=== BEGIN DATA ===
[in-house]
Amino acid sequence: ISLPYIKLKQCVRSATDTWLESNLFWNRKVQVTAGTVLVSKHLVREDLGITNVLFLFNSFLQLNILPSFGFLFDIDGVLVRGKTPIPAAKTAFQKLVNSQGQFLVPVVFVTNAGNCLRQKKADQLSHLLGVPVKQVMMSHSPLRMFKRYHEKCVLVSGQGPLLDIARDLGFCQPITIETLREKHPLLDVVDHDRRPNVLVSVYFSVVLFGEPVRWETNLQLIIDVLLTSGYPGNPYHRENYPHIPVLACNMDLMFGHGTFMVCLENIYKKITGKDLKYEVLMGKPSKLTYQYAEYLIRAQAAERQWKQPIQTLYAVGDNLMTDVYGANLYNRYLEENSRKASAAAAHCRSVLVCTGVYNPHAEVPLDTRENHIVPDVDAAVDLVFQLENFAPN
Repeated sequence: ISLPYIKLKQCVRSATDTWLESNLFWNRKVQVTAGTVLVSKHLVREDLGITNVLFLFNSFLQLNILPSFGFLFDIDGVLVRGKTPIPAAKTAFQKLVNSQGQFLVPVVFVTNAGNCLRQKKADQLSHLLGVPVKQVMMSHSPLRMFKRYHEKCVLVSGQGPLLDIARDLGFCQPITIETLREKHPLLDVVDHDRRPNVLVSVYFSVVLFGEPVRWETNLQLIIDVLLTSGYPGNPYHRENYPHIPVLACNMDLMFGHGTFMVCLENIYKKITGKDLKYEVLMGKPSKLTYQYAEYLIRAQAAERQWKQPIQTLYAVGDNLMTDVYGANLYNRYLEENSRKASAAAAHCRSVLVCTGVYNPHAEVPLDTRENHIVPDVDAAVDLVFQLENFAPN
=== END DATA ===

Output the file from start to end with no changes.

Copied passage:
[in-house]
Amino acid sequence: ISLPYIKLKQCVRSATDTWLESNLFWNRKVQVTAGTVLVSKHLVREDLGITNVLFLFNSFLQLNILPSFGFLFDIDGVLVRGKTPIPAAKTAFQKLVNSQGQFLVPVVFVTNAGNCLRQKKADQLSHLLGVPVKQVMMSHSPLRMFKRYHEKCVLVSGQGPLLDIARDLGFCQPITIETLREKHPLLDVVDHDRRPNVLVSVYFSVVLFGEPVRWETNLQLIIDVLLTSGYPGNPYHRENYPHIPVLACNMDLMFGHGTFMVCLENIYKKITGKDLKYEVLMGKPSKLTYQYAEYLIRAQAAERQWKQPIQTLYAVGDNLMTDVYGANLYNRYLEENSRKASAAAAHCRSVLVCTGVYNPHAEVPLDTRENHIVPDVDAAVDLVFQLENFAPN
Repeated sequence: ISLPYIKLKQCVRSATDTWLESNLFWNRKVQVTAGTVLVSKHLVREDLGITNVLFLFNSFLQLNILPSFGFLFDIDGVLVRGKTPIPAAKTAFQKLVNSQGQFLVPVVFVTNAGNCLRQKKADQLSHLLGVPVKQVMMSHSPLRMFKRYHEKCVLVSGQGPLLDIARDLGFCQPITIETLREKHPLLDVVDHDRRPNVLVSVYFSVVLFGEPVRWETNLQLIIDVLLTSGYPGNPYHRENYPHIPVLACNMDLMFGHGTFMVCLENIYKKITGKDLKYEVLMGKPSKLTYQYAEYLIRAQAAERQWKQPIQTLYAVGDNLMTDVYGANLYNRYLEENSRKASAAAAHCRSVLVCTGVYNPHAEVPLDTRENHIVPDVDAAVDLVFQLENFAPN